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The Adoption of Indirect Instruments of Monetary Policy

Author

Listed:
  • Tomás J. T. Baliño
  • Charles Enoch
  • William E. Alexander

Abstract

This paper examines the experience of implementing indirect instruments of monetary policy. The experiences of country studies illustrate the variety of circumstances under which indirect instruments of monetary policy have been introduced. Case Studies are presented for Chile, Egypt, Ghana, Indonesia, Mexico, New Zealand, and Poland.

Suggested Citation

  • Tomás J. T. Baliño & Charles Enoch & William E. Alexander, 1995. "The Adoption of Indirect Instruments of Monetary Policy," IMF Occasional Papers 126, International Monetary Fund.
  • Handle: RePEc:imf:imfocp:126
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    Cited by:

    1. Peter Stella, 2002. "Central Bank Financial Strength, Transparency, and Policy Credibility," IMF Working Papers 02/137, International Monetary Fund.
    2. Juan Carlos Echeverry & Marcela Eslava M., 1997. "Notas sobre la Tasa de Interés y la Inflación en Colombia," BORRADORES DE ECONOMIA 003280, BANCO DE LA REPÚBLICA.
    3. Andrea Schaechter, 2001. "Implementation of Monetary Policy and the Central Bank's Balance Sheet," IMF Working Papers 01/149, International Monetary Fund.
    4. Ceyla Pazarbasioglu & Gudrun Johnsen & Paul Louis Ceriel Hilbers & Inci Ötker, 2005. "Assessing and Managing Rapid Credit Growth and the Role of Supervisory and Prudential Policies," IMF Working Papers 05/151, International Monetary Fund.
    5. Muhammad Arshad Khan & Sajawal Khan, 2007. "Financial Sector Restructuring in Pakistan," Lahore Journal of Economics, Department of Economics, The Lahore School of Economics, vol. 12(Special E), pages 98-125, September.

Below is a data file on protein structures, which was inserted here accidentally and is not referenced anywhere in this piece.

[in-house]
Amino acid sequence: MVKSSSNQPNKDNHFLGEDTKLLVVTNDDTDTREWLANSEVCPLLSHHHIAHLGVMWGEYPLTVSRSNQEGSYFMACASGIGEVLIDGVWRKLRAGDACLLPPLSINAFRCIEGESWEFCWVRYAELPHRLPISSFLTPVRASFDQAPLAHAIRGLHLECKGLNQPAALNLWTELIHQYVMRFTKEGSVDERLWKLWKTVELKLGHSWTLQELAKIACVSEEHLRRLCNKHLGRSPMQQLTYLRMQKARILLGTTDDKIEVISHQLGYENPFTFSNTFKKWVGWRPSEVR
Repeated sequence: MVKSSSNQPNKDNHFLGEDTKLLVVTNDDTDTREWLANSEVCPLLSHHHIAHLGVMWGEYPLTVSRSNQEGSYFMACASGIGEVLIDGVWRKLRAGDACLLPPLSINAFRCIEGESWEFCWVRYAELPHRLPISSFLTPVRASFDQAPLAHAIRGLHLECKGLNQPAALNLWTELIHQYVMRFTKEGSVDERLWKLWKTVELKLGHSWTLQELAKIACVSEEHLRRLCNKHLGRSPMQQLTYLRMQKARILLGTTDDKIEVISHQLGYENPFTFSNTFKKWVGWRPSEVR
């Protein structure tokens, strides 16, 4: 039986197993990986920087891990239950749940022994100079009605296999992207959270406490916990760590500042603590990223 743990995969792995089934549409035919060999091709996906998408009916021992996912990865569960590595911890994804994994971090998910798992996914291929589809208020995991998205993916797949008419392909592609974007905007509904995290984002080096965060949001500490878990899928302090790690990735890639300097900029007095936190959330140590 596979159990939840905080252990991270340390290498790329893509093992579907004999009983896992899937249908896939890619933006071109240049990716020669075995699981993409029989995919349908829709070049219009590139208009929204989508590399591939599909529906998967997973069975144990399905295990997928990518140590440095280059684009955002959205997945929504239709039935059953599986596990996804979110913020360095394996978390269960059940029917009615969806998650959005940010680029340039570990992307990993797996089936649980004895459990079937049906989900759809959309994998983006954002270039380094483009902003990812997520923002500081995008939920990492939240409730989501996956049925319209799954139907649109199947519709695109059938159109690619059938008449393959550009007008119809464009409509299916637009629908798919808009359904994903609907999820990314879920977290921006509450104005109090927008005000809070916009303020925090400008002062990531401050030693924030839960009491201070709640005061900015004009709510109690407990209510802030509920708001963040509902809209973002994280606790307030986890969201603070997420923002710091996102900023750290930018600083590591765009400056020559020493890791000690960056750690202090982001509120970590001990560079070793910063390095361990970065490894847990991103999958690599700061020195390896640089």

6. Dailami, Mansoor & Ul Haque, Nadeem, 1998. "What macroeconomic policies are"sound?"," Policy Research Working Paper Series 1995, The World Bank.
    7. Simon T Gray, 2006. "Central bank management of surplus liquidity," Lectures, Centre for Central Banking Studies, Bank of England, edition 1, number 6, March.
    8. Inese Buzeneca & Rodolfo Maino, 2007. "Monetary Policy Implementation; Results from a Survey," IMF Working Papers 07/7, International Monetary Fund.
    9. I.J.M de Greef & P.L.C. Hilbers & L.H. Hoogduin, 1998. "Moderate Monetarism: A Brief Survey of Dutch Monetary Policy in thePost-War Period," DNB Staff Reports (discontinued) 28, Netherlands Central Bank.
    10. Tarron Khemraj, 2008. "Excess liquidity, oligopolistic loan markets and monetary policy in LDCs," Working Papers 64, United Nations, Department of Economics and Social Affairs.
    11. Anita Tuladhar, 2005. "Governance Structures and Decision-Making Roles in Inflation-Targeting Central Banks," IMF Working Papers 05/183, International Monetary Fund.
    12. De Melo, Martha & Denizer, Cevdet, 1997. "Monetary policy during transition : an overview," Policy Research Working Paper Series 1706, The World Bank.
    13. Arto Kovanen, 2002. "Reserve Requirementson Foreign Currency Deposits in Sub-Saharan Africa; Main Features and Policy Implications," IMF Working Papers 02/65, International Monetary Fund.
    14. Paolo Savona & Aurelio Maccario, 1998. "On the Relation between Money and Derivatives and its Application to the International Monetary Market," Open Economies Review, Springer, vol. 9(1), pages 637-664, January.
    15. Vassili Prokopenko & Paul Holden, 2001. "Financial Development and Poverty Alleviation; Issues and Policy Implications for Developing and Transition Countries," IMF Working Papers 01/160, International Monetary Fund.

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